For the first time in four years, the lead levels in Pittsburgh’s drinking water are compliant with federal standards.
The most recent lead test results that cover January through June 2020 came out to 5.1 parts per billion [ppb], Pittsburgh Water and Sewer Authority [PWSA] Executive Director Will Pickering said at a press conference on Wednesday. According to a press release, it is PWSA’s lowest lead test result in over 20 years.
It is the second consecutive test in which the PWSA came in under the 15 ppb action level set by the U.S. Environmental Protection Agency.
Now that PWSA has two tests under 15 ppb in consecutive six-month periods, its requirement by the state Department of Environmental Protection to replace 7% of its lead lines every six months can be lifted. The previous test, spanning July through December 2019, came out to 10 ppb.
The PWSA is attributing the successful turnaround to a new water treatment process and its aggressive lead line replacement program. The sample tests, however, are only conducted on homes without replaced lines, so replacing lead lines on its own does not lower testing levels.
In 2019, the water authority added orthophosphate to PWSA’s treatment process. Orthophosphate is a chemical that forms a protective layer on metal pipes and helps to limit corrosion.
“It’s proving to be effective here and working better over time,” Pickering said of the additive.
The agency has also been replacing lead lines since 2016. In the past 12 months, PWSA replaced more than 3,200 lead lines — nearly four times as much as was required by the DEP.
Now that PWSA is in compliance, its leadership, along with Mayor Bill Peduto, said it will continue to replace lead lines as it digs up streets for other water line projects. The goal is to have all of the lead lines replaced by 2026. Pickering said the number of remaining lead lines is “a moving target,” as some of PWSA’s records are over 100 years old, but that he believes there are still thousands left to replace.
Lead is a neurotoxin, and no level of it is considered safe to ingest. It is particularly harmful for small children.
Pittsburgh’s lead crisis gained public attention in 2012, when PWSA hired the water management company Veolia to manage its day-to-day operations. In 2014, PWSA switched its anti-corrosion additive from soda ash to the cheaper caustic soda, without following the testing process required by the DEP.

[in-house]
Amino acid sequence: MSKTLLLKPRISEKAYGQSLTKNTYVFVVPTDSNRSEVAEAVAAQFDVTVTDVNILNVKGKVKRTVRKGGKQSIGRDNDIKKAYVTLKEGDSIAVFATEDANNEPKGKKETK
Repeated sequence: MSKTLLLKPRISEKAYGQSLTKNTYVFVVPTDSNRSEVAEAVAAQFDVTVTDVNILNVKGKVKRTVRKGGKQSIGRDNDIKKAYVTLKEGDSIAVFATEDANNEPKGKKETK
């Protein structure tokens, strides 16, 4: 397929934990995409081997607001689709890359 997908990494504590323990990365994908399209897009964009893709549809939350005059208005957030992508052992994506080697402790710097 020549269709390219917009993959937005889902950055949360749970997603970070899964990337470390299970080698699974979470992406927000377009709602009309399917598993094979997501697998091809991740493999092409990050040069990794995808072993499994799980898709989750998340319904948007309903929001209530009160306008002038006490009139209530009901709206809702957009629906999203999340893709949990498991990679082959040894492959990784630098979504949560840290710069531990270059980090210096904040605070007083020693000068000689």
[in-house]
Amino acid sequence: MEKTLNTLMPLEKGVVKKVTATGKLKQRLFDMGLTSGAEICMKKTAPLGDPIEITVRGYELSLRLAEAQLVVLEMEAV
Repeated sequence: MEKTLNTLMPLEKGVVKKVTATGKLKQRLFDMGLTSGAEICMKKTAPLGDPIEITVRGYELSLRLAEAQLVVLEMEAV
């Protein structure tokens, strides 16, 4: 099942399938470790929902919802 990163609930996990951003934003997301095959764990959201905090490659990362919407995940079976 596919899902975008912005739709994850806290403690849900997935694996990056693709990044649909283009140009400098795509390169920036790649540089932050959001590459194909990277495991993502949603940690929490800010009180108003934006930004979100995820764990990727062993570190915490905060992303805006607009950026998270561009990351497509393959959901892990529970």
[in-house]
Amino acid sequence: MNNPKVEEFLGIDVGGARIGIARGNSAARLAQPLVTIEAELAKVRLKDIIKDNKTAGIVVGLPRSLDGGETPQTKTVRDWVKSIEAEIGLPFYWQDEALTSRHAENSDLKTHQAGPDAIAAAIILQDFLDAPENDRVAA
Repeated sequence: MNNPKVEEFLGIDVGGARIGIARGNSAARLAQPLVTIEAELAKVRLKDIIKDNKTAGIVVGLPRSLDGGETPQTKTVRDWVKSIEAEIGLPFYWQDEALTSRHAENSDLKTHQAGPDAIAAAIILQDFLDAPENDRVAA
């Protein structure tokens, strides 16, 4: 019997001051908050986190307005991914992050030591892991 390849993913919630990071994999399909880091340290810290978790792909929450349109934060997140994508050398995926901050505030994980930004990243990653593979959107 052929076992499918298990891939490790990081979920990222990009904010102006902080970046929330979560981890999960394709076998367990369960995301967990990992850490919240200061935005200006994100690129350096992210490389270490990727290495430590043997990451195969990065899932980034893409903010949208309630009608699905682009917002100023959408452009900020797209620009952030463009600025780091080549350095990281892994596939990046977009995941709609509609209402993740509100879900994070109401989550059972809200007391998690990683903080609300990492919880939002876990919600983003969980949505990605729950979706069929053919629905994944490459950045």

In 2016, two years after the Flint, Mich. water crisis gained public attention, Pittsburgh’s lead levels tested at 22 ppb, causing public outcry and a class-action lawsuit by residents.
The most recent sample, from January through June 2020, was taken from 158 homes with lead service lines or plumbing. The test result of 5.1 ppb is the 90th percentile of the sample.
Per a settlement with the Pennsylvania Office of Attorney General, PWSA is set to hire an independent monitor and donate a combined $500,000 to the nonprofit Women for a Healthy Environment and Allegheny County’s Safe and Healthy Homes program, which work to protect local communities from lead exposure. In 2017, PWSA was assessed a civil penalty of $2.4 million by the DEP, of which up to $1.8 million could go toward community improvements such as replacing lead lines.
Pickering said customer safety is the authority’s priority moving forward. “There’s nothing more important than making sure that their water is safe to drink, and we hope that we can regain their trust in the next few years,” he said.
Correction (7/22/2020): This story originally misstated PWSA’s sampling method.
Clarification (7/24/2020): A previous version of this story did not make clear the agency responsible for switching the anti-corrosion additive for the Pittsburgh Water and Sewer Authority water supply in 2014.
Juliette Rihl is a reporter for PublicSource. She can be reached at email@example.com or on Twitter at @julietterihl.
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